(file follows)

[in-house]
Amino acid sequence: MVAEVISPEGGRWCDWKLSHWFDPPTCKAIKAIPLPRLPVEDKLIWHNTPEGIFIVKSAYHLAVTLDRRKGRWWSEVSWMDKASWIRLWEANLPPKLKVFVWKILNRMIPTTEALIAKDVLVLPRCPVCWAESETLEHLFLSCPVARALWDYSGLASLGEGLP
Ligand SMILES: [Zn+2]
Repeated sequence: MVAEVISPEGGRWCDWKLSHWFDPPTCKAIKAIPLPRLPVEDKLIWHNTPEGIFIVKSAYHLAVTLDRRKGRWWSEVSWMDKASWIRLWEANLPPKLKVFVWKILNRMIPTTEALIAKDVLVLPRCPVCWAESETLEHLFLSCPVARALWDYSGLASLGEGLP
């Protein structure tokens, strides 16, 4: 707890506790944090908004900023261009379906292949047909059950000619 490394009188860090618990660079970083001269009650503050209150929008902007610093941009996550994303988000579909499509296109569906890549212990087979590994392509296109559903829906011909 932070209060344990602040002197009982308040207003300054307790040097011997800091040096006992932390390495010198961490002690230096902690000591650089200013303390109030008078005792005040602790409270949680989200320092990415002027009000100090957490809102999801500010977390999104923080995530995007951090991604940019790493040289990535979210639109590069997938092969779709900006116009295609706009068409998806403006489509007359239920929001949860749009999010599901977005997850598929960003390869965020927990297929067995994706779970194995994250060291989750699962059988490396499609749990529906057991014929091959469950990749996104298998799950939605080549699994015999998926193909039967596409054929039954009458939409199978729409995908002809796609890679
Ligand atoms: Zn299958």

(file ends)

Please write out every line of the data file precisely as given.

[in-house]
Amino acid sequence: MVAEVISPEGGRWCDWKLSHWFDPPTCKAIKAIPLPRLPVEDKLIWHNTPEGIFIVKSAYHLAVTLDRRKGRWWSEVSWMDKASWIRLWEANLPPKLKVFVWKILNRMIPTTEALIAKDVLVLPRCPVCWAESETLEHLFLSCPVARALWDYSGLASLGEGLP
Ligand SMILES: [Zn+2]
Repeated sequence: MVAEVISPEGGRWCDWKLSHWFDPPTCKAIKAIPLPRLPVEDKLIWHNTPEGIFIVKSAYHLAVTLDRRKGRWWSEVSWMDKASWIRLWEANLPPKLKVFVWKILNRMIPTTEALIAKDVLVLPRCPVCWAESETLEHLFLSCPVARALWDYSGLASLGEGLP
């Protein structure tokens, strides 16, 4: 707890506790944090908004900023261009379906292949047909059950000619 490394009188860090618990660079970083001269009650503050209150929008902007610093941009996550994303988000579909499509296109569906890549212990087979590994392509296109559903829906011909 932070209060344990602040002197009982308040207003300054307790040097011997800091040096006992932390390495010198961490002690230096902690000591650089200013303390109030008078005792005040602790409270949680989200320092990415002027009000100090957490809102999801500010977390999104923080995530995007951090991604940019790493040289990535979210639109590069997938092969779709900006116009295609706009068409998806403006489509007359239920929001949860749009999010599901977005997850598929960003390869965020927990297929067995994706779970194995994250060291989750699962059988490396499609749990529906057991014929091959469950990749996104298998799950939605080549699994015999998926193909039967596409054929039954009458939409199978729409995908002809796609890679
Ligand atoms: Zn299958």